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Performance Anxiety...

Paul MacCormack


When you write a blog with a certain theme you are constantly on the lookout for inspiration. No matter where you are or what you are doing, a thought or idea can sneak up and whisper to you. If you are mindful enough to create some space that day, you tune in and pay attention.


0001+%281%29.jpg?format=200wSuch was this past Saturday as I was driving home from dropping off my youngest daughter Clara at dance class. The radio was tuned into a CBC show called "My Playlist." It's essentially an hour long show where famous musicians play their favourite tunes and talk about their art. This particular episode was hosted by a Canadian bass-baritone opera singer named Daniel Okulitch. Admittedly I had never heard of Mr. Okulitch, but that didn't matter. It wasn't so much his singing or his playlist that caught my attention; it was one of his stories.


He was reflecting about his first time singing on Broadway and the hardship that goes along with performing eight shows a week. Up until that point in his career he had issues with perfection and was stuck on the simple yet destructive idea that if every show wasn't perfect, it was no good at all.


"As much as we strive for perfection and greatness in our performances, it can be crippling if it's our only focus. The act of performance is what the audience wants. They want someone who performs with a sense of abandon and joy. If you do ten performances, one might be brilliant, one might really not be that great, and the other eight should fall within a realm of acceptability that you and your teacher might know the difference, but they will be just fine for 99% of the audience. As a professional, it's when you can adopt that mindset that you are free to let go, express, and be free on stage instead of being so concerned with perfection."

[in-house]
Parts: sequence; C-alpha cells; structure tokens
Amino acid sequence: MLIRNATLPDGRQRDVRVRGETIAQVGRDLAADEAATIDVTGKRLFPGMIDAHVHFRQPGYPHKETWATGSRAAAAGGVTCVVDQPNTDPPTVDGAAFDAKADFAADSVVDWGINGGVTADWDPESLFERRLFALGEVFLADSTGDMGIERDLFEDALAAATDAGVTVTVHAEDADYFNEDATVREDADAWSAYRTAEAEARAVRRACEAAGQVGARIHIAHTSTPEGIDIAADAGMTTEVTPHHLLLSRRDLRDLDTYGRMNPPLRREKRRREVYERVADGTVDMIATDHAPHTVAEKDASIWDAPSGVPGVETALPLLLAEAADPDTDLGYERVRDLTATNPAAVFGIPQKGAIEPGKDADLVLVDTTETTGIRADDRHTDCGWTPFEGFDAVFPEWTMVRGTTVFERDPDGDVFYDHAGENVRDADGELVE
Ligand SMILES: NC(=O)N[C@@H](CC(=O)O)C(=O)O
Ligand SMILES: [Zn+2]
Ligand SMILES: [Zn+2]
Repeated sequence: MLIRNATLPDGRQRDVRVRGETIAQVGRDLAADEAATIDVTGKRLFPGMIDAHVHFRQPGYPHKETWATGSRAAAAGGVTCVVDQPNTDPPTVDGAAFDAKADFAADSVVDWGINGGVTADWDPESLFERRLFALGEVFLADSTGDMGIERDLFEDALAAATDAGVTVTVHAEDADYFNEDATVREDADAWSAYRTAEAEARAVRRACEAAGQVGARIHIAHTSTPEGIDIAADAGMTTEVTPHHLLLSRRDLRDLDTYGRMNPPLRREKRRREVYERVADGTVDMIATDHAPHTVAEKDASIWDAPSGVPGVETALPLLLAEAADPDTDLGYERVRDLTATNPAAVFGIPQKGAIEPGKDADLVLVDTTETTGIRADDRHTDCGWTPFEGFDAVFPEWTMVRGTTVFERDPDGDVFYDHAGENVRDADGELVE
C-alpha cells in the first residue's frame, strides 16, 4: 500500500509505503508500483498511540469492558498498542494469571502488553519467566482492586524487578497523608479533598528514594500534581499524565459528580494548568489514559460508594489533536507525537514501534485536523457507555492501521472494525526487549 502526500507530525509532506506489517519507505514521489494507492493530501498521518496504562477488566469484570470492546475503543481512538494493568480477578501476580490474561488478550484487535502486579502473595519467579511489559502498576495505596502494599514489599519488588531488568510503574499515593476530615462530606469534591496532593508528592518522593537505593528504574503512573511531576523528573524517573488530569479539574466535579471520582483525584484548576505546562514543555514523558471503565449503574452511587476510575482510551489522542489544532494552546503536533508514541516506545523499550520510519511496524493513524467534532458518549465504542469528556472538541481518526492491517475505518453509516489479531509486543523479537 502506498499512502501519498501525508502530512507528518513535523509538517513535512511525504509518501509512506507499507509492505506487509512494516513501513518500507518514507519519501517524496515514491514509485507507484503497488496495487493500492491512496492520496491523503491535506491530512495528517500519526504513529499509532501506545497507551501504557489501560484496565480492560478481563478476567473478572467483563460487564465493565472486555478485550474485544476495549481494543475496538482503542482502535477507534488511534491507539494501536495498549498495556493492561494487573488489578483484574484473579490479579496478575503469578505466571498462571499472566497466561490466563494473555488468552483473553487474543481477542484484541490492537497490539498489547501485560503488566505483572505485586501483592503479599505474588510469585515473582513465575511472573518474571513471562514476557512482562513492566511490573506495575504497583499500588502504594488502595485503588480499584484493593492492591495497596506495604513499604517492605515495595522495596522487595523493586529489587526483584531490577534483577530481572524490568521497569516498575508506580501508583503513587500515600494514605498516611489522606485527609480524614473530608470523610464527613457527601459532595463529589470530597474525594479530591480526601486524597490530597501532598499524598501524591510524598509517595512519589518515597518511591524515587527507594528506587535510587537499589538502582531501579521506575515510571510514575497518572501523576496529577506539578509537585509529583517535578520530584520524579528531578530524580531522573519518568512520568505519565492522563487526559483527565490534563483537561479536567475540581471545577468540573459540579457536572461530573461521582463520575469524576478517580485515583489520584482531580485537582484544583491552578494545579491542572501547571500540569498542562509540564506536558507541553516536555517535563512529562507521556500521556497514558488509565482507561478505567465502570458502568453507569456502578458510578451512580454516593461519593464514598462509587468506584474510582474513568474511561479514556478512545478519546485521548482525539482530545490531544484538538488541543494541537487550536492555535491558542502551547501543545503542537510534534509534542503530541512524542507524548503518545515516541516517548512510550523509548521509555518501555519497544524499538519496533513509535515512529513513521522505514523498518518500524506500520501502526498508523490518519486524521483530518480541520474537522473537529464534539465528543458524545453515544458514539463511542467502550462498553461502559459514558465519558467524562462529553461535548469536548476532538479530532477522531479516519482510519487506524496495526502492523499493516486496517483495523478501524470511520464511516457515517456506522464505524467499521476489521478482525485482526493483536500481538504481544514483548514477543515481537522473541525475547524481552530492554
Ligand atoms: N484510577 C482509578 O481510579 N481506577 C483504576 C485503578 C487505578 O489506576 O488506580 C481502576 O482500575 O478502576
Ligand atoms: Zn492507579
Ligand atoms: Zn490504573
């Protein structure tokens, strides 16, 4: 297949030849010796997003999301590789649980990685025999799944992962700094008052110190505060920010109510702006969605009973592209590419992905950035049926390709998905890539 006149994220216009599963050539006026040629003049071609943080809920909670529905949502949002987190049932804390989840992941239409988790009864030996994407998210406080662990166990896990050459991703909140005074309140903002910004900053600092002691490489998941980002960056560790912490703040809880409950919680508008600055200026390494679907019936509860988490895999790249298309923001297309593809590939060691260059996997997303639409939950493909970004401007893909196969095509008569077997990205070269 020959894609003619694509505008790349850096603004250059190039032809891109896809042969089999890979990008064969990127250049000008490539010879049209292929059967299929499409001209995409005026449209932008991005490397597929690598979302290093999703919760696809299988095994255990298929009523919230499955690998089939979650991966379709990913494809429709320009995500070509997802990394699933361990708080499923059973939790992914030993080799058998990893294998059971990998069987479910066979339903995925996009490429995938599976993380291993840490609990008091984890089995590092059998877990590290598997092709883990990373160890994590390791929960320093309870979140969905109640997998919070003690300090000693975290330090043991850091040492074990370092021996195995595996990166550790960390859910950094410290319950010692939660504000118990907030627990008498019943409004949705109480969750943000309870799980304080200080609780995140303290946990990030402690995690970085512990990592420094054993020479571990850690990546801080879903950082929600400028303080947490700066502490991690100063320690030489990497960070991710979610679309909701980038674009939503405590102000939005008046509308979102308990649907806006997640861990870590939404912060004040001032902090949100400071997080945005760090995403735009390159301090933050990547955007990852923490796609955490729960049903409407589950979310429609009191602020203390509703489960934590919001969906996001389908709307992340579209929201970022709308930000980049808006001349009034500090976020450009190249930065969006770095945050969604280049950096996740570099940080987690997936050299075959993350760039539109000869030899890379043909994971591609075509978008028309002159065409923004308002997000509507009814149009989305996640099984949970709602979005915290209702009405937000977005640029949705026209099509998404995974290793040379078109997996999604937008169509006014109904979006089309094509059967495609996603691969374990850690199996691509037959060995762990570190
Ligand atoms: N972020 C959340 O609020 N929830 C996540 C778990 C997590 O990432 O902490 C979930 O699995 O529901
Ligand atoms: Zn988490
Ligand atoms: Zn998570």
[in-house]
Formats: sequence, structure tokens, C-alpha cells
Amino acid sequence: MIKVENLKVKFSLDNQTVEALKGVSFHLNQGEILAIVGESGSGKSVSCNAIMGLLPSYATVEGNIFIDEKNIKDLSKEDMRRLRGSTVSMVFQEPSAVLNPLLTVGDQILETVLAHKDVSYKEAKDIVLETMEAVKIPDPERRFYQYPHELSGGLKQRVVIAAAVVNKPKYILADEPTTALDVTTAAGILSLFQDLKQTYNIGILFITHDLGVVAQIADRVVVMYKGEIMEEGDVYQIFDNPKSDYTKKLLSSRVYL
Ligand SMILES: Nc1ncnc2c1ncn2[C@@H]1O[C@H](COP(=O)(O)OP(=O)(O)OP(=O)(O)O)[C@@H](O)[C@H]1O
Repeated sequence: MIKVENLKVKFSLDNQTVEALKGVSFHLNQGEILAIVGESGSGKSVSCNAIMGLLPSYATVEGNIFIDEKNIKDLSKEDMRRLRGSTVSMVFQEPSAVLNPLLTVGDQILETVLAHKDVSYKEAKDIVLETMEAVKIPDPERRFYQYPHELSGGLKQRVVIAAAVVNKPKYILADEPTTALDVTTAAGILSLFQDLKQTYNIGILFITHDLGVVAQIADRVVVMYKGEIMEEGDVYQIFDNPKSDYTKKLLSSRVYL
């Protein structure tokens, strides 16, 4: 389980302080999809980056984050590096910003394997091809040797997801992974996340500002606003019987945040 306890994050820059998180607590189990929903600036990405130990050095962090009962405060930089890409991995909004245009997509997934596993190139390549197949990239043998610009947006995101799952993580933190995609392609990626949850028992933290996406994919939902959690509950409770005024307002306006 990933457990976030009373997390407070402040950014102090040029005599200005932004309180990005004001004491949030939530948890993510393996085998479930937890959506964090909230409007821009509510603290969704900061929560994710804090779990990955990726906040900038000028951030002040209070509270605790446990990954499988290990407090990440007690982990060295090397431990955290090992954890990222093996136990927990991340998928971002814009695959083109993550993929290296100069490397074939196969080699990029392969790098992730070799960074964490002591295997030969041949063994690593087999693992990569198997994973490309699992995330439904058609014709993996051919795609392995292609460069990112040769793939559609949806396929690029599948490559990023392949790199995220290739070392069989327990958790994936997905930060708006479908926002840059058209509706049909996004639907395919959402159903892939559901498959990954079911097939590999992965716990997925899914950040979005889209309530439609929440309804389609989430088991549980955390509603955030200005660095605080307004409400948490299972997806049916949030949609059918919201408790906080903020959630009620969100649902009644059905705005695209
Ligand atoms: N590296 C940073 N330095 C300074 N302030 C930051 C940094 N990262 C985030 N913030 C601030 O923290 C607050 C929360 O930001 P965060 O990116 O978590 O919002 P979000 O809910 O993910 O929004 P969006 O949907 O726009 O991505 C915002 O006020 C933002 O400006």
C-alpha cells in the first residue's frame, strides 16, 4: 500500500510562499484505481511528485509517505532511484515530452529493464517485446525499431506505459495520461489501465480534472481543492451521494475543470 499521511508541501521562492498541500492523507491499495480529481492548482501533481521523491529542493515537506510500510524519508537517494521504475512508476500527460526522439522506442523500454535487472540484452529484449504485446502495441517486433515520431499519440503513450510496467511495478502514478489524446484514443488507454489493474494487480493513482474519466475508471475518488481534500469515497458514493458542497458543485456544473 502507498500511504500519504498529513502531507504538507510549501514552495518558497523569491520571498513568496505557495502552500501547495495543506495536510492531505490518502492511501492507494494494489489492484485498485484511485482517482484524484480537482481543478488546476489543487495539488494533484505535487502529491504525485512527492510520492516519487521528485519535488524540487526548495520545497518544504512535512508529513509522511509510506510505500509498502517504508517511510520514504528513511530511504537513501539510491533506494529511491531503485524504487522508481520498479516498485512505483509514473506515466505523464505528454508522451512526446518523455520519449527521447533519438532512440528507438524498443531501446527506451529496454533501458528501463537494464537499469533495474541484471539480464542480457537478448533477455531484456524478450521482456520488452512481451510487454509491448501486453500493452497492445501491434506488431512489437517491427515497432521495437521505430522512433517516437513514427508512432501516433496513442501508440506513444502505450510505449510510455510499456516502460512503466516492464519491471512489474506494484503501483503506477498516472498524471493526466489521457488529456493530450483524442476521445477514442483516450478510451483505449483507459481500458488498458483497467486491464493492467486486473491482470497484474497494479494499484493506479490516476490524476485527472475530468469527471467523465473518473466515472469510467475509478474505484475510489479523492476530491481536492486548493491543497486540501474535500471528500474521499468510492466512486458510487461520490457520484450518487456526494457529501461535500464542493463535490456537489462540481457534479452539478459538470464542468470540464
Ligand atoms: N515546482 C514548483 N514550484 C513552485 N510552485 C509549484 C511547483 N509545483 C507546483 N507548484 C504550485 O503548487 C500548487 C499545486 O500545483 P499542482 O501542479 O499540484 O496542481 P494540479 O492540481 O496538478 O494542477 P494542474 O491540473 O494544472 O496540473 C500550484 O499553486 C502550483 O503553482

I always like to explore the connections between performing artists and what we seek in our lives as greenkeepers. We learn the basics, train under mentors, and practice until we can practice no more. Then, each day of the season, we (along with our crews) perform. It's a long, exhausting schedule that can leave us spent on closing day.


Then, each day of the season, we (along with our crews) perform. It's a long, exhausting schedule that can leave us spent on closing day...


Being constantly consumed with perfection can make the season even longer. It can place unrealistic demands on our psyche and create suffering where there needn't be. As Mr. Okulitch said, it can be crippling if it's our only focus.


If our intention to create the best playing surfaces possible is in tune with the professional journey of being a superintendent, then we can be free of the shackles of perfection. Being constantly tied to the end result leaves us blind to what is happening right in front of us. If we only see the finish line, we tend to miss all the creativity, art, and passion that is the voyage.


So make goals, practice your craft, and strive to be the best greenkeeper you can be. But don't forget to take it all in as you proceed down the path. Be good to yourself and those around you, and remember that 99% of the time our audience is happy to be playing golf rather than being at work.


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